Effect of pioglitazone on plasma ceramides in adults with metabolic syndrome

Jeremy T. Warshauer, Ximena Lopez, Ruth Gordillo, Jessica Hicks, William L. Holland, Estelle Anuwe, Martin B. Blankfard, Philipp E. Scherer, Ildiko Lingvay

Research output: Contribution to journalArticlepeer-review

31 Scopus citations


Background: Metabolic syndrome (MetS) appears closely linked with ceramide accumulation, inducing insulin resistance and toxicity to multiple cell types. Animal studies demonstrate that thiazolidinediones (TZDs) reduce ceramide concentrations in plasma and skeletal muscle and support lowering of ceramide levels as a potential mediator of TZDs' mechanism of action in reducing insulin resistance; however, studies in humans have yet to be reported. This study investigated the effects of pioglitazone therapy on plasma ceramides to understand the mechanism by which TZDs improve insulin resistance in MetS. Methods: Thirty-seven subjects with MetS were studied in a single-centre, randomized, double-blind, placebo-controlled trial comparing pioglitazone to placebo. Data were collected at baseline and after 6 months of therapy. The primary endpoint was the change from baseline in plasma ceramide concentrations. Results: Treatment with pioglitazone for 6 months, compared with placebo, significantly reduced multiple plasma ceramide concentrations: C18:0 (p=0.001), C20:0 (p=0.0004), C24:1 (p=0.009), dihydroceramide C18:0 (p=0.005), dihydroceramide C24:1 (p=0.004), lactosylceramide C16:0 (p=0.02) and the hexosylceramides C16:0 (p=0.0003), C18:0 (p=0.00001), C22:0 (p=0.00002) and C24:1 (p=0.0006). Additionally, significant reductions were found when ceramides were grouped by species: ceramides (p=0.03), dihydroceramides (p=0.02), hexosylceramides (p=0.00001) and lactosylceramides (p=0.02). The total of all measured ceramides was also significantly reduced (p=0.001). Following treatment with pioglitazone, the decrease in some ceramide species correlated negatively with the change in insulin sensitivity (dihydroceramide C16:0, r=-0.54; p=0.02) and positively with total (lactosylceramide C24:0, r=0.53; p=0.02) and high molecular weight (lactosylceramide C24:0, r=0.48; p=0.05) adiponectin measurements; however, significant associations with changes in liver fat and glycemic control reduction were not found. Conclusions: Pioglitazone in individuals with MetS induces a potent decrease in plasma ceramides, and some of the changes correlate with changes in insulin resistance and adiponectin levels.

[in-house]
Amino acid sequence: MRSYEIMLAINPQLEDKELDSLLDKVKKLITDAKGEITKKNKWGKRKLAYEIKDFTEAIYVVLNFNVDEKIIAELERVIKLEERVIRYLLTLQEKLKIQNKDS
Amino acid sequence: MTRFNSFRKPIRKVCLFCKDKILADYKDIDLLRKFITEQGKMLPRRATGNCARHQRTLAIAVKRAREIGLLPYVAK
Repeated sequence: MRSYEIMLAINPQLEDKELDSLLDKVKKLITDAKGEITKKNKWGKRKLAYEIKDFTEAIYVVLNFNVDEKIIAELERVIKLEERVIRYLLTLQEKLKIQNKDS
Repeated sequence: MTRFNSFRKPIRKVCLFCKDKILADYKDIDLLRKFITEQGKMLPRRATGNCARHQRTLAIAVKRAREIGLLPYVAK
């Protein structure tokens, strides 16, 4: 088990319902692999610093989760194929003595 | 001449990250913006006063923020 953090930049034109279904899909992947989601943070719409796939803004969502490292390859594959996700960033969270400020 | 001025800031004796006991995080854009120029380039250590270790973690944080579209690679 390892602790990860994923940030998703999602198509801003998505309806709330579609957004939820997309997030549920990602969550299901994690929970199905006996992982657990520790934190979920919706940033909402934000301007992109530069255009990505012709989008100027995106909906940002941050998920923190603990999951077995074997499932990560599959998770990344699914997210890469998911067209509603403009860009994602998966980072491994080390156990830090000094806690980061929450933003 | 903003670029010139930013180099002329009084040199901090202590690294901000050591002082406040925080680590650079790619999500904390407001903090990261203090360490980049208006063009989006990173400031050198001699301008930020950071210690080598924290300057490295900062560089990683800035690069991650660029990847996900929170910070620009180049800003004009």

Original languageEnglish (US)
Pages (from-to)734-744
Number of pages11
JournalDiabetes/Metabolism Research and Reviews
Issue number7
StatePublished - Oct 1 2015


  • Diabetes mellitus
  • Metabolic syndrome
  • Obesity
  • Pioglitazone
  • Thiazolidinediones

ASJC Scopus subject areas

  • Endocrinology
  • Endocrinology, Diabetes and Metabolism
  • Internal Medicine


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